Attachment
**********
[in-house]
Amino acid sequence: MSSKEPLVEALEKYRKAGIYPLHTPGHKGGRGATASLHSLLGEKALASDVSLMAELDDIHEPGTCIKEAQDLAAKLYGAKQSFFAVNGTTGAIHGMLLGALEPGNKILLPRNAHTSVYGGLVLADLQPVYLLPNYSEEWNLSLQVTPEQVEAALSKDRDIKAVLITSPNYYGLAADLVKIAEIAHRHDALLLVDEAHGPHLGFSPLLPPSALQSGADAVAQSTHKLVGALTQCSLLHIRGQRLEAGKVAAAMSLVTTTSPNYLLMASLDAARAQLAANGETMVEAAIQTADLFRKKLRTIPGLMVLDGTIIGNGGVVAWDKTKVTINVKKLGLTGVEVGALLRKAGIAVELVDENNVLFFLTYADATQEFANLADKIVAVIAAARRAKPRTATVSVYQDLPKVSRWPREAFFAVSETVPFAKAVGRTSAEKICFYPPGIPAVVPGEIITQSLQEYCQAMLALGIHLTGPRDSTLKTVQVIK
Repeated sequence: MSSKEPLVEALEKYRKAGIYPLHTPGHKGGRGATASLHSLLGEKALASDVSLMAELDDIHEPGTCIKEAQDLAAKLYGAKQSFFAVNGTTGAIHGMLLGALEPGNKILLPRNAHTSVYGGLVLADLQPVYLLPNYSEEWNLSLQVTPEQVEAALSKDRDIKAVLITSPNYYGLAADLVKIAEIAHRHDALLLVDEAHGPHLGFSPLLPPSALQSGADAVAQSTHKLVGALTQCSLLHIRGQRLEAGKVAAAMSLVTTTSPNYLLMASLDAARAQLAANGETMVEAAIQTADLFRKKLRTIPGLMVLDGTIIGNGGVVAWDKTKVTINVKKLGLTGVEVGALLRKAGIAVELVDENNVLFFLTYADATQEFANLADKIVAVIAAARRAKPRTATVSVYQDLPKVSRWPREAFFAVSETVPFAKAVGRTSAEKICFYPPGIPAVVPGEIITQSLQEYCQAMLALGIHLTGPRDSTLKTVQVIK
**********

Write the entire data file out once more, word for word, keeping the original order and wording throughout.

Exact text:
[in-house]
Amino acid sequence: MSSKEPLVEALEKYRKAGIYPLHTPGHKGGRGATASLHSLLGEKALASDVSLMAELDDIHEPGTCIKEAQDLAAKLYGAKQSFFAVNGTTGAIHGMLLGALEPGNKILLPRNAHTSVYGGLVLADLQPVYLLPNYSEEWNLSLQVTPEQVEAALSKDRDIKAVLITSPNYYGLAADLVKIAEIAHRHDALLLVDEAHGPHLGFSPLLPPSALQSGADAVAQSTHKLVGALTQCSLLHIRGQRLEAGKVAAAMSLVTTTSPNYLLMASLDAARAQLAANGETMVEAAIQTADLFRKKLRTIPGLMVLDGTIIGNGGVVAWDKTKVTINVKKLGLTGVEVGALLRKAGIAVELVDENNVLFFLTYADATQEFANLADKIVAVIAAARRAKPRTATVSVYQDLPKVSRWPREAFFAVSETVPFAKAVGRTSAEKICFYPPGIPAVVPGEIITQSLQEYCQAMLALGIHLTGPRDSTLKTVQVIK
Repeated sequence: MSSKEPLVEALEKYRKAGIYPLHTPGHKGGRGATASLHSLLGEKALASDVSLMAELDDIHEPGTCIKEAQDLAAKLYGAKQSFFAVNGTTGAIHGMLLGALEPGNKILLPRNAHTSVYGGLVLADLQPVYLLPNYSEEWNLSLQVTPEQVEAALSKDRDIKAVLITSPNYYGLAADLVKIAEIAHRHDALLLVDEAHGPHLGFSPLLPPSALQSGADAVAQSTHKLVGALTQCSLLHIRGQRLEAGKVAAAMSLVTTTSPNYLLMASLDAARAQLAANGETMVEAAIQTADLFRKKLRTIPGLMVLDGTIIGNGGVVAWDKTKVTINVKKLGLTGVEVGALLRKAGIAVELVDENNVLFFLTYADATQEFANLADKIVAVIAAARRAKPRTATVSVYQDLPKVSRWPREAFFAVSETVPFAKAVGRTSAEKICFYPPGIPAVVPGEIITQSLQEYCQAMLALGIHLTGPRDSTLKTVQVIK